I am a hydrogeologist with expertise in process-based mechanics of surface water and groundwater transport and biogeochemical processing within these environments. I previously worked in AECOM's Environmental Remediation Group and am currently in the Ph.D. program at the University of Connecticut working with Dr. Ashley Helton understanding the effects of temperature increases on carbon dynamics within stream networks. This research will focus on developing reach- and network- scale models based on heterotrophic ecosystem responses observed in field and laboratory studies as part of the collaborative NSF-funded Carbon Response to Experimental Warming project.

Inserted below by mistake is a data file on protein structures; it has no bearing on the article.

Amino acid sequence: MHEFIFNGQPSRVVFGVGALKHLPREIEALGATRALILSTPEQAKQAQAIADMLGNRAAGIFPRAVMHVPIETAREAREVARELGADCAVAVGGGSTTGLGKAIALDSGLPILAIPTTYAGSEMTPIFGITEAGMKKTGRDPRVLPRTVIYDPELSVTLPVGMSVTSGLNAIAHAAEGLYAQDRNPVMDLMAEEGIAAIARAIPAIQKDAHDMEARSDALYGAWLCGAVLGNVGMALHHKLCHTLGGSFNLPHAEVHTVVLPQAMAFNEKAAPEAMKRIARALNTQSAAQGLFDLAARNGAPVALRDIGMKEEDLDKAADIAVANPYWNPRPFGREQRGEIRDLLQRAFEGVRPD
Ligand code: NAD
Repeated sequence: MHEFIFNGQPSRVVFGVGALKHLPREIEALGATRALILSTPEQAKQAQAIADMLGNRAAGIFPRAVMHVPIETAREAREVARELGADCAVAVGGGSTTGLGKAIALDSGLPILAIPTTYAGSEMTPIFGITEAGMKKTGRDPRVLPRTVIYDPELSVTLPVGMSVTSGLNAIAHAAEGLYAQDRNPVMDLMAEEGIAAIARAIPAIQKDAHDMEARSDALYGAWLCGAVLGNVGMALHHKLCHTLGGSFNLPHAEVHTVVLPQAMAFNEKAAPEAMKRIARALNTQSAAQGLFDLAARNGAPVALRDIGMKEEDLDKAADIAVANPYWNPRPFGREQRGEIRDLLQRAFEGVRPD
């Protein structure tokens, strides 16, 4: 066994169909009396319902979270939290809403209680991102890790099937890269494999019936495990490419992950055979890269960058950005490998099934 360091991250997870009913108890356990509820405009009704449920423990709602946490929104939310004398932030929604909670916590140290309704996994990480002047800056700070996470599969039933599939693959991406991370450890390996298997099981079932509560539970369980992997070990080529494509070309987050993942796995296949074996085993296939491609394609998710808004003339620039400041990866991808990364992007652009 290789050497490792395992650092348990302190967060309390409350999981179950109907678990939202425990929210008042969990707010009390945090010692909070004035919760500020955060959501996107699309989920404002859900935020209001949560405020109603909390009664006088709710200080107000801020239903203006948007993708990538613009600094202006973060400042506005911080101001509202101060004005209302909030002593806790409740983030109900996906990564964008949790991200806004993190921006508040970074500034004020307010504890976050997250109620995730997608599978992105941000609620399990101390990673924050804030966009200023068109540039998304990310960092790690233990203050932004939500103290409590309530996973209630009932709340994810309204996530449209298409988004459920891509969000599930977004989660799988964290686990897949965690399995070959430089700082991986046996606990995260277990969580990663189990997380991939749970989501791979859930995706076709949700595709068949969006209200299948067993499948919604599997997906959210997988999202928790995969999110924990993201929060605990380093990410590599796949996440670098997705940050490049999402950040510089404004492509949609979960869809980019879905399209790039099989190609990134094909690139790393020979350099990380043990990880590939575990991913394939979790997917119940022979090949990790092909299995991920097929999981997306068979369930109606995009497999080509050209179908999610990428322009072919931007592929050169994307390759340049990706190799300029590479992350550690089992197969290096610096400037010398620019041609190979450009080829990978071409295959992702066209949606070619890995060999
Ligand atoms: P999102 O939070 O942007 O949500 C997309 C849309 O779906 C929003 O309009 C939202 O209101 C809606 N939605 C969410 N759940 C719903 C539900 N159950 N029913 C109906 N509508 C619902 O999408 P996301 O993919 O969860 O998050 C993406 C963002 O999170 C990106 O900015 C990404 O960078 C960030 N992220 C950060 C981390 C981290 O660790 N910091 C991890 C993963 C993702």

My work has focused on understanding site-specific surface water-groundwater interactions to instruct aquatic habitat/ecological restoration design as well as contaminant fate and transport remediation. I have extensive experience using novel, high-resolution field methods to characterize surface water-groundwater connections, including geophysical surveys, stable isotope tracers and multiple heat tracing techniques including infrared, fiber optic temperature sensing (FO-DTS), and thermal flux profiles. Recently I have been also utilizing unoccupied aircraft systems (UAS) to evaluate larger, difficult to access aquatic systems. I am interested in combining these techniques to better understand the spatial and temporal dynamics of the groundwater-surface water interface, which will allow us to better able model and aptly apply to large scale projects.